Weever fish in Southsea sparks lifeguard warning

Weever fish
Weever fish
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LIFEGUARDS have urged seaside visitors to be extra careful this summer after a woman was stung by a poisonous weever fish.

Jane Smith was paddling near South Parade pier, in Southsea, this week when the creature stung her on the foot.

The 63-year-old had gone for a swim beside the pier on Wednesday morning when she was left in agony.

She was wading in shallow water when she felt something sting her right foot.

Jane, from Grove Road South, Southsea, said: ‘I stepped on a patch of sand and suddenly this shooting pain went right through my foot.

‘It felt as if I had been stung by a wasp.’

‘I immediately got out of the water and managed to get home, but the pain lasted for an hour.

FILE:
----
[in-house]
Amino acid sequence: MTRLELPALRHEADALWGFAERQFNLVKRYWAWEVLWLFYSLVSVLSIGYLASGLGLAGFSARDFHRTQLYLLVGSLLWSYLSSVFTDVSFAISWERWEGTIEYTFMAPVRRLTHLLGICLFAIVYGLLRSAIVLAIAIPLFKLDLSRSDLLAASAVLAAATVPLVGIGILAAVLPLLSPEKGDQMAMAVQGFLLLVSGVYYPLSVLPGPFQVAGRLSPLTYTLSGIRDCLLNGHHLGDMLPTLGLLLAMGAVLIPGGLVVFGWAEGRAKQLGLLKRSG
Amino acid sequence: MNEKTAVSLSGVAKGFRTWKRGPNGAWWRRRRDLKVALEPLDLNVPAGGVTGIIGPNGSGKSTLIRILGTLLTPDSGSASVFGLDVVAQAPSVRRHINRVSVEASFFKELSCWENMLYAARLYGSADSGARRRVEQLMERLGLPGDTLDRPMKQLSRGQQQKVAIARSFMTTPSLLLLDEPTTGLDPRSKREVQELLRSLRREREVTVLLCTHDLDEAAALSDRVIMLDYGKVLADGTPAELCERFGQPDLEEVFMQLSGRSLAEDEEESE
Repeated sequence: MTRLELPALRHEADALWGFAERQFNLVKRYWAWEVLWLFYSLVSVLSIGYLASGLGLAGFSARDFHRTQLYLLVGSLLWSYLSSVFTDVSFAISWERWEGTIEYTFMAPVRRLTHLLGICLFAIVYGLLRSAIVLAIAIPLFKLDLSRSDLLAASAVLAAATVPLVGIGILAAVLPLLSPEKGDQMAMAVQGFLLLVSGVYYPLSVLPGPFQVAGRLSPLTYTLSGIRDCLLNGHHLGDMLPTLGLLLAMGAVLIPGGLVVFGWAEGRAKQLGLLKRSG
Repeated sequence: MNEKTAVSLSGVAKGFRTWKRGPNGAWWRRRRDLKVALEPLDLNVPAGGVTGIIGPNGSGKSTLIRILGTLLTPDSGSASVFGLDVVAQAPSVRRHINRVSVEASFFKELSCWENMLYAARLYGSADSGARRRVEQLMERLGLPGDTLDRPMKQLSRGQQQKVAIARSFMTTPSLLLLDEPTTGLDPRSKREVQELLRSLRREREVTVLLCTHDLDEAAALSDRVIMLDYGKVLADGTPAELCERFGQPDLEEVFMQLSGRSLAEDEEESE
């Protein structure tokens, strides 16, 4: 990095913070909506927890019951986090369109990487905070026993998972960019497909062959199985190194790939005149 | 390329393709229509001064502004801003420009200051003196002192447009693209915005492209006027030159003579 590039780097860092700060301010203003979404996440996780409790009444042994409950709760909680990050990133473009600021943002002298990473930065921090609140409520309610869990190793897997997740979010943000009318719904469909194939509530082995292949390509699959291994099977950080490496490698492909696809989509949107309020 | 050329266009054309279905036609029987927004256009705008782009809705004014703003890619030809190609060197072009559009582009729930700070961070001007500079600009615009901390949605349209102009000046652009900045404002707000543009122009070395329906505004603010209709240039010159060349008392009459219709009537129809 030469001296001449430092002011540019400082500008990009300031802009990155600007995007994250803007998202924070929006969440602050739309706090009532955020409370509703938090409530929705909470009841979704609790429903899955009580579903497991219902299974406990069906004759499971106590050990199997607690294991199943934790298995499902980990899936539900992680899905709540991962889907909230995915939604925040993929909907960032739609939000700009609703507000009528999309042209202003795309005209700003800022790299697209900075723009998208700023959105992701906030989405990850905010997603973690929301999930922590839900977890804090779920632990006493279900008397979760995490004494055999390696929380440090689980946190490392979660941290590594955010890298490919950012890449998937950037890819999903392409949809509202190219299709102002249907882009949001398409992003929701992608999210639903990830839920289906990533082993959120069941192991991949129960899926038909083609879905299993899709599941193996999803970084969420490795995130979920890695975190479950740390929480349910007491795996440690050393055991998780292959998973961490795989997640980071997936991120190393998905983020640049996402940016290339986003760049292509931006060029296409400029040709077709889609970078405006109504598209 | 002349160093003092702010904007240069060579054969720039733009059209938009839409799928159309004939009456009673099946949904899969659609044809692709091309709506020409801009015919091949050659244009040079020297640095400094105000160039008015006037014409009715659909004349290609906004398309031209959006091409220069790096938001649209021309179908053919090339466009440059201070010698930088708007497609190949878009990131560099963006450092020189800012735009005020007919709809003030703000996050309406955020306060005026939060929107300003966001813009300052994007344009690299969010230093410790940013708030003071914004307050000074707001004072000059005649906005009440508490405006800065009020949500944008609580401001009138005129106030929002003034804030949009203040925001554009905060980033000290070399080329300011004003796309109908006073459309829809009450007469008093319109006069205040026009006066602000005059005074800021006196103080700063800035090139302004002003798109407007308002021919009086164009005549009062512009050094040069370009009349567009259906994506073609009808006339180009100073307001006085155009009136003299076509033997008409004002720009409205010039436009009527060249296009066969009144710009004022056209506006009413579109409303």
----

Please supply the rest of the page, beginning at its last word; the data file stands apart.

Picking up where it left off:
‘It didn’t stop me from walking and there wasn’t any bleeding but I was left with a small red mark which is still tender now.’

Matthew White, senior lifeguard at Portsmouth Lifeguards said: ‘The creature would have been a weever fish because they are commonly buried in the sand.

‘They have spines on their back which act as a defence mechanism.

‘If they are trodden on, the spines will sting their victim.

‘Weever fish aren’t common on Portsmouth’s shingle beaches but at low tide there is a greater risk of them being present.

‘I urge people to wear waterproof shoes when they swim to keep themselves safe.’